On the other hand, publishers can rest assured knowing that bad actors can’t plagiarize their apps, nor can vendors claim to have access to their inventory without prior authorization. It helps publishers reinforce their reputation and trustworthiness.
4 – Amplified revenue
Proper implementation of app-ads.txt eliminates the need for publishers to worry about losing revenue to plagiarized apps or forged inventory. Instead, they can get their hands on every dollar an advertiser spends on their inventory.
Similarly, app-ads.txt minimizes the risk of advertisers falling into the trap of deceitful ad tech vendors, as it reduces the risk of losing precious advertising dollars due to fake impressions and clicks. Ultimately, it improves the performance of their campaigns and helps them achieve a higher return on ad spend (RoAS).
The app-ads.txt file comprises various lines for different ad networks and SSPs. Each app-ads.txt record includes the following elements:
- Ad system domain
- Publisher account ID
- Account type/relationship
- Certificate authority ID
Here’s what an actual app-ads.txt record looks like:
Google.com, pub-00000000000000000000, DIRECT, f08c47fec0942fa0
Let’s explore each element of app-ads.txt records in detail:
Ad system domain
The canonical domain name of the advertising system (or ad network) the buyer will use to access the publisher’s inventory. If, for example, a publisher wants to authorize Google’s ad network to sell their inventory, they can use “Google.com” as the ad system domain.
Publisher account ID
A unique identifier associated with the publisher’s account or reseller account in the advertising system. “pub-00000000000000000000” is the publisher account ID in the example above.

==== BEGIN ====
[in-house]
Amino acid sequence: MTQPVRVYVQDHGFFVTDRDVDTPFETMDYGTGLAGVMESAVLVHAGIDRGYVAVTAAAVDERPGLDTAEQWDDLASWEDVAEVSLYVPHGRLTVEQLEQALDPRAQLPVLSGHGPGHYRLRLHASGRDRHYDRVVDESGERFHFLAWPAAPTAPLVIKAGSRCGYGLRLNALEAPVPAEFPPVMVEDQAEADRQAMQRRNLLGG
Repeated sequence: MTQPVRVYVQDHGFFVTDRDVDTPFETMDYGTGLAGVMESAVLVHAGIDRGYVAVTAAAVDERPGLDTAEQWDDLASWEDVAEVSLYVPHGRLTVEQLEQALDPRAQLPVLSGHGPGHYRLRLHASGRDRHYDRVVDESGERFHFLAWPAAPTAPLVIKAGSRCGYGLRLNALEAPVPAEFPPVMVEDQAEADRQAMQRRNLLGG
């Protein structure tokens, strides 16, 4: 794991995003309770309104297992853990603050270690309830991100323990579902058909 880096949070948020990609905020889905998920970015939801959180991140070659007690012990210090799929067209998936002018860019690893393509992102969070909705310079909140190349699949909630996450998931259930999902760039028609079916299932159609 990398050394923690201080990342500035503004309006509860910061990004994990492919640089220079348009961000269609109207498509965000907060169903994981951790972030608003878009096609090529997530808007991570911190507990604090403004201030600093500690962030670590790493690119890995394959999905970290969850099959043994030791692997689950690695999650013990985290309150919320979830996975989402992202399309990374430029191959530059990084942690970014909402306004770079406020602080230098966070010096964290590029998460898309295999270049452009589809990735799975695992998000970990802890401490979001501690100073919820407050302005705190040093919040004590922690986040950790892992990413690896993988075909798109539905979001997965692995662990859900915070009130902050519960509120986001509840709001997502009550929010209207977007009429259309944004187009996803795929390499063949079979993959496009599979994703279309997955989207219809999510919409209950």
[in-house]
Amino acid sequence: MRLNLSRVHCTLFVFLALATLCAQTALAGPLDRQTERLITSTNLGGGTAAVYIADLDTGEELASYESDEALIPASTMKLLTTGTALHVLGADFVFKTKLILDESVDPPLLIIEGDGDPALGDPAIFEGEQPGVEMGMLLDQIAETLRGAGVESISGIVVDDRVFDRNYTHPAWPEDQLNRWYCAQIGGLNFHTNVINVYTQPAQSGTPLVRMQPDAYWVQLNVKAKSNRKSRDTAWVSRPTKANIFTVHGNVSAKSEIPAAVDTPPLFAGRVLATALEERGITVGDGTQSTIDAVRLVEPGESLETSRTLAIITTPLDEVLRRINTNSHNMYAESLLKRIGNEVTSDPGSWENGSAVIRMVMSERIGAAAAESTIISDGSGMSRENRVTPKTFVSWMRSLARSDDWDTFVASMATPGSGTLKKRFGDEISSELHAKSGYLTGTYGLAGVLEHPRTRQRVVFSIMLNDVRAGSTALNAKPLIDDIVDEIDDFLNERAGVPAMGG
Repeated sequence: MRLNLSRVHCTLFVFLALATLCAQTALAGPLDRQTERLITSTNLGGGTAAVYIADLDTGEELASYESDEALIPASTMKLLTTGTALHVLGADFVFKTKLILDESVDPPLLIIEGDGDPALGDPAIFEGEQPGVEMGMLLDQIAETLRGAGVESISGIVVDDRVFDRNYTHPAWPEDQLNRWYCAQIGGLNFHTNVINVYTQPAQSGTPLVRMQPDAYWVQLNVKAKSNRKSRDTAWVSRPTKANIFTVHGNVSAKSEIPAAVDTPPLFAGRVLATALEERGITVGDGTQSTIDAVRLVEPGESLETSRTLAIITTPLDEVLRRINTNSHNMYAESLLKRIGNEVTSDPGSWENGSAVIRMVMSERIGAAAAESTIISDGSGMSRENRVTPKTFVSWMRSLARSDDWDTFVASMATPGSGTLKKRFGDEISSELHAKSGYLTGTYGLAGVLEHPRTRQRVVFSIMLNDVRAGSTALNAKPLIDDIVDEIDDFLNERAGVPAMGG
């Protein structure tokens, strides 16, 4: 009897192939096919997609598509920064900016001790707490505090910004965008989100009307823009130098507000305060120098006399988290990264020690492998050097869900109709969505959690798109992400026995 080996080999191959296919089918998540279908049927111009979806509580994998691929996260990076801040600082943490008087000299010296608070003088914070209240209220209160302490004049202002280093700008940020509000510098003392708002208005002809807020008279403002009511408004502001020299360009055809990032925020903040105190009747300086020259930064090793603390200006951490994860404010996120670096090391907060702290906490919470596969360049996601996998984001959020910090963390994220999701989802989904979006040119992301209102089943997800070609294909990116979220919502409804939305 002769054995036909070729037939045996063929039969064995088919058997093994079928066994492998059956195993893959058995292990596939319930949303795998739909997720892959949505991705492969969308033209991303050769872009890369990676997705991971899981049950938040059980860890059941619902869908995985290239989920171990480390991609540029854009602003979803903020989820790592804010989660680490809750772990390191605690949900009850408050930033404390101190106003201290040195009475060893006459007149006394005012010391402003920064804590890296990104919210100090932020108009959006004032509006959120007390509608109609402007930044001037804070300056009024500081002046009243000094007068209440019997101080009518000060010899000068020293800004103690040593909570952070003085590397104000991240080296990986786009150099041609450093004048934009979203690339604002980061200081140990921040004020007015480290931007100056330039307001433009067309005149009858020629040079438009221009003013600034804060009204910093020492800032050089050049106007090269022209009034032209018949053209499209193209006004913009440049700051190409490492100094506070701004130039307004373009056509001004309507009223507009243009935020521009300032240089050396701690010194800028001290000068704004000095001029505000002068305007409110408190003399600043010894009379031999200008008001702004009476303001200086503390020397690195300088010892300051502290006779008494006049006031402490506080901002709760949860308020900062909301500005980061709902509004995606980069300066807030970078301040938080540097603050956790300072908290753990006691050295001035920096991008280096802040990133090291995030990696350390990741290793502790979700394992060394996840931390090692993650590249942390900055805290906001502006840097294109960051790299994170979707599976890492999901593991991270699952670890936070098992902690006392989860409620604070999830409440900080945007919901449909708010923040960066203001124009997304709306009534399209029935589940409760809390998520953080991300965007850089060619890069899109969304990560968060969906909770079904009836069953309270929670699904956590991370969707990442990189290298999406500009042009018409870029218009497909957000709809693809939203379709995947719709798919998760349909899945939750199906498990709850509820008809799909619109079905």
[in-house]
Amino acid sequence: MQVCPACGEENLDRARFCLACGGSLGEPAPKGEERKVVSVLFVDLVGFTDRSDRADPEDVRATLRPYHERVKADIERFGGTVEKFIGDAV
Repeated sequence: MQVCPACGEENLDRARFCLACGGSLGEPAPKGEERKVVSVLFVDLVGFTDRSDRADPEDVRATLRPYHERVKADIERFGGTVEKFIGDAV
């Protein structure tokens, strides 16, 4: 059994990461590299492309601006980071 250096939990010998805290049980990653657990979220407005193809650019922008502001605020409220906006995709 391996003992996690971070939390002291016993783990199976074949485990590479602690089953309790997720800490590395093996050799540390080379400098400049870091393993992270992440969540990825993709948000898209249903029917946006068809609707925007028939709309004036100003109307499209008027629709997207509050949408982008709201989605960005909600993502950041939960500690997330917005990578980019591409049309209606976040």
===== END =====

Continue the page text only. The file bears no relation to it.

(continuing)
Here, “DIRECT” indicates that Google’s ad network will directly offer the publisher’s inventory to interested buyers, and denotes the type of relationship the seller shares with the vendor. The publisher can list a vendor as “direct” or “reseller,” depending on whether the vendor uses third-party resellers for selling inventory.
Note: Publishers shouldn’t add any vendor to their app-ads.txt file until they or their partners have a connection with them.
Certificate authority ID
A unique ID that identifies the advertising system (or ad network) within a certification authority. “f08c47fec0942fa0” is the certificate authority ID in the example above.
App-ads.txt is an easy-to-use and straightforward tool. However, its implementation needs to be executed well to provide advertisers and publishers with maximal benefits.
For instance, registering a domain name and hosting the developer website is a prerequisite to implementing the file. Similarly, developers/publishers must watch out for errors in naming the .txt file.
Here’s an overview of the steps involved in app-ads.txt implementation:
- The developer provides their website URL in every app store listing.
- The publisher reaches out to different vendors (ad networks and SSPs) and asks for their app-ads.txt record in the following format: ad system domain, publisher ID, account type/relationship, certificate authority ID.
- The publisher uses Notepad or another text editor to create a file listing individual app-ads.txt records received from different vendors. Each record is typically entered in a new line. They save the file with the name “app-ads.txt.”
- The developer uploads the file in their root domain (the URL would look something like this: “https://example.com/app-ads.txt”)
- App-ads.txt is a simple tool developed by the IAB to prevent ad fraud and improve transparency in programmatic advertising. It extends the benefits of ads.txt to the mobile in-app and OTT advertising ecosystems.
- It comprises a list of ad networks and SSPs who are authorized to sell a publisher’s app inventory. The file is available on the corresponding developer website, and advertisers can use it to determine whether they should accept or reject bid requests from a vendor.
- Implementing app-ads.txt well provides the following benefits:
- Improved transparency and trust
- Reduced risk of counterfeit inventory and domain spoofing
- Minimal loss of advertising revenue due to unauthorized reselling
- Higher ROI for advertisers
- Guaranteed brand safety
- As a publisher/developer, it’s crucial to ensure that each record is in the correct format. Doing this well can help both publishers and advertisers reap the maximum benefits of programmatic advertising.